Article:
The Selig Center for Economic Growth at UGA has published its annual assessment of minority buying power in the United States.We point you to this link with one caveat: Downloading “The Multicultural Economy 2016” by economist Jeff Humprheys will cost you a fat $125. So we’ll offer you some highlights from the press release:

In 2016, U.S. Hispanic buying power was larger than the gross domestic product of Mexico…

[T]he nation’s total buying power reached $13.9 trillion in 2016 and … will hit $16.6 trillion by 2021, with minority groups making the fastest gains. For example, African-American buying power, estimated at $1.2 trillion in 2016, will grow to $1.5 trillion by 2021, making it the largest racial minority consumer market.

More than one in six Americans claims Hispanic origin, which helps explain rapid gains over the past few years. From a buying power estimate of $495 billion in 2000, the group has increased its economic clout 181 percent to $1.4 trillion in 2016. That accounts for nearly 10 percent of total U.S. buying power in 2016 and means the U.S. Hispanic market is larger than the GDP of Mexico and bigger than the economies of all but 14 countries in the world.

The report provides national buying power estimates for seven selected groups of Hispanic consumers, with Mexican-Americans representing the largest group and accounting for $797 billion worth of buying power, followed by Puerto Ricans, who account for $146 billion.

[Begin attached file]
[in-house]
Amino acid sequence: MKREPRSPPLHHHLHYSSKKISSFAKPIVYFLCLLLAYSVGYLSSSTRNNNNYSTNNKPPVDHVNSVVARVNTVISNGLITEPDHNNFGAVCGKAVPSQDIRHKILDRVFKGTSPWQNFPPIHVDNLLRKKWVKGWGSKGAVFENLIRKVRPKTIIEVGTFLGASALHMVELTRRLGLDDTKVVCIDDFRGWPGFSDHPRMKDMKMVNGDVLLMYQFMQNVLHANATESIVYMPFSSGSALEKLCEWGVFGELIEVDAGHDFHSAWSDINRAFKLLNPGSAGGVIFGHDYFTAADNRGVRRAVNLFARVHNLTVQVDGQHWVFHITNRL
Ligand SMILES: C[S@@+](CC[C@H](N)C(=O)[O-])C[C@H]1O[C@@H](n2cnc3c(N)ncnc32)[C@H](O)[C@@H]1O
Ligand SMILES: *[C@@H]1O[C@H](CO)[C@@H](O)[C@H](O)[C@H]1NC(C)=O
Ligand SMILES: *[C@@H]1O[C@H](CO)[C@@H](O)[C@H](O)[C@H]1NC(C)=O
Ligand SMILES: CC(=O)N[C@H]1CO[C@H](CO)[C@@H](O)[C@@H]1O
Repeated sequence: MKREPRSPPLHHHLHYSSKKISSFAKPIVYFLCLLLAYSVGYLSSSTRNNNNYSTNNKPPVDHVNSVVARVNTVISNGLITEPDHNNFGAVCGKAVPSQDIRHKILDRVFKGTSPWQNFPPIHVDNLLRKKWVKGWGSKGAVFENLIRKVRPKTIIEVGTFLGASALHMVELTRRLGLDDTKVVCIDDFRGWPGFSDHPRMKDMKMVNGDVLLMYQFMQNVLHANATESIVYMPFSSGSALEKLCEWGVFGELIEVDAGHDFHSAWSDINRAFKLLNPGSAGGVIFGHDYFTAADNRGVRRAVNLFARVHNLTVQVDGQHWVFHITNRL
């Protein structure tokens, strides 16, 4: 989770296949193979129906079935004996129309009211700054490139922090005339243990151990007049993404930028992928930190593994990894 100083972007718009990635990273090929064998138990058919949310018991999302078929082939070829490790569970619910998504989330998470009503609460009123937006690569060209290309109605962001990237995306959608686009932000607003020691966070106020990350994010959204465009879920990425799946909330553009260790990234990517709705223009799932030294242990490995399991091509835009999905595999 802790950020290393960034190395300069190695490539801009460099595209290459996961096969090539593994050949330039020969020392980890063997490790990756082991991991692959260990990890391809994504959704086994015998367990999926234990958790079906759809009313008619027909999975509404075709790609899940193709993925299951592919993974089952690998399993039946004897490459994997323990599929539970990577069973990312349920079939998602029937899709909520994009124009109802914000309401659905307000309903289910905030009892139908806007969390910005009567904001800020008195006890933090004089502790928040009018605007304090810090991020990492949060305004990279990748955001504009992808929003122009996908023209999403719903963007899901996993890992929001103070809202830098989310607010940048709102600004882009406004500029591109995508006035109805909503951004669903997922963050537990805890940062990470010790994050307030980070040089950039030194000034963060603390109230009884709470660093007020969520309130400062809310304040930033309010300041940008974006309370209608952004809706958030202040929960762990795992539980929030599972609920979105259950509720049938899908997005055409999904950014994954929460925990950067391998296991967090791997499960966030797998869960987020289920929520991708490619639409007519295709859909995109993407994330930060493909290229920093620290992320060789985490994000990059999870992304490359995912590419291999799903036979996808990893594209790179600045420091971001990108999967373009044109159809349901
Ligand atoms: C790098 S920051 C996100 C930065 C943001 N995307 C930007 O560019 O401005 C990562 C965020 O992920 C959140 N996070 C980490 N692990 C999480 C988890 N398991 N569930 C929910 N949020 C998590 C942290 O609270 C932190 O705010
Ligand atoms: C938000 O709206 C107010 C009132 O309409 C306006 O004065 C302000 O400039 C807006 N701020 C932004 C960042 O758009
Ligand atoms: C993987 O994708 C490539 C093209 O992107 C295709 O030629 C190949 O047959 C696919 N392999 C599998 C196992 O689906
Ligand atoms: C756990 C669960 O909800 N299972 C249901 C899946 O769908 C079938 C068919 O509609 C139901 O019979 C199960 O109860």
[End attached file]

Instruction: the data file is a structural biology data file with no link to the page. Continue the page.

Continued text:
African-Americans constitute the nation’s largest racial minority market; however, the buying power of Hispanics (an ethnic minority group) is larger. Black buying power increased 98 percent from 2000 to 2016 and will comprise 8.8 percent of the nation’s total buying power in 2021…

Martha Dalton of WABE (90.1FM) on Wednesday tackled the alleged tension between Gov. Nathan Deal and state School Superintendent Richard Woods over House Bill 338, which would permit the state to intervene in failing schools. In fact, the AJC found a rather testy email exchange between the two gentlemen over who should supervise the intervention efforts. But never mind, said the school superintendent.

“For me there is no tension,” Woods said. “It’s part of the legislative process.”